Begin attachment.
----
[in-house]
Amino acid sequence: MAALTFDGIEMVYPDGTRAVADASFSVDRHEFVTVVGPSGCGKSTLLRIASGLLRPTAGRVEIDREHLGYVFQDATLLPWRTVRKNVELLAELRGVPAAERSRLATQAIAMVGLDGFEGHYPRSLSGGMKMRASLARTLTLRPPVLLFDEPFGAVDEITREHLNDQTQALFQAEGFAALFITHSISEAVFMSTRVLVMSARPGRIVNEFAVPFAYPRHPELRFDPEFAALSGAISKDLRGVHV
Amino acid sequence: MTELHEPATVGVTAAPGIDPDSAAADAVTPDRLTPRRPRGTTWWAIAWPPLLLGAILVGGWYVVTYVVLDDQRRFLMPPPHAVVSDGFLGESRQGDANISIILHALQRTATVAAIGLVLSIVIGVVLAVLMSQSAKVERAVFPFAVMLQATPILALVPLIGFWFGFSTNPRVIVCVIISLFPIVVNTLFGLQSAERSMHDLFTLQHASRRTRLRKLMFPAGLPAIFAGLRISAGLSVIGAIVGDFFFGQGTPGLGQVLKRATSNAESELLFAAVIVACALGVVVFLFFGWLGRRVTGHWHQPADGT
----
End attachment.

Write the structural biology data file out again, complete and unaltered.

[in-house]
Amino acid sequence: MAALTFDGIEMVYPDGTRAVADASFSVDRHEFVTVVGPSGCGKSTLLRIASGLLRPTAGRVEIDREHLGYVFQDATLLPWRTVRKNVELLAELRGVPAAERSRLATQAIAMVGLDGFEGHYPRSLSGGMKMRASLARTLTLRPPVLLFDEPFGAVDEITREHLNDQTQALFQAEGFAALFITHSISEAVFMSTRVLVMSARPGRIVNEFAVPFAYPRHPELRFDPEFAALSGAISKDLRGVHV
Amino acid sequence: MTELHEPATVGVTAAPGIDPDSAAADAVTPDRLTPRRPRGTTWWAIAWPPLLLGAILVGGWYVVTYVVLDDQRRFLMPPPHAVVSDGFLGESRQGDANISIILHALQRTATVAAIGLVLSIVIGVVLAVLMSQSAKVERAVFPFAVMLQATPILALVPLIGFWFGFSTNPRVIVCVIISLFPIVVNTLFGLQSAERSMHDLFTLQHASRRTRLRKLMFPAGLPAIFAGLRISAGLSVIGAIVGDFFFGQGTPGLGQVLKRATSNAESELLFAAVIVACALGVVVFLFFGWLGRRVTGHWHQPADGT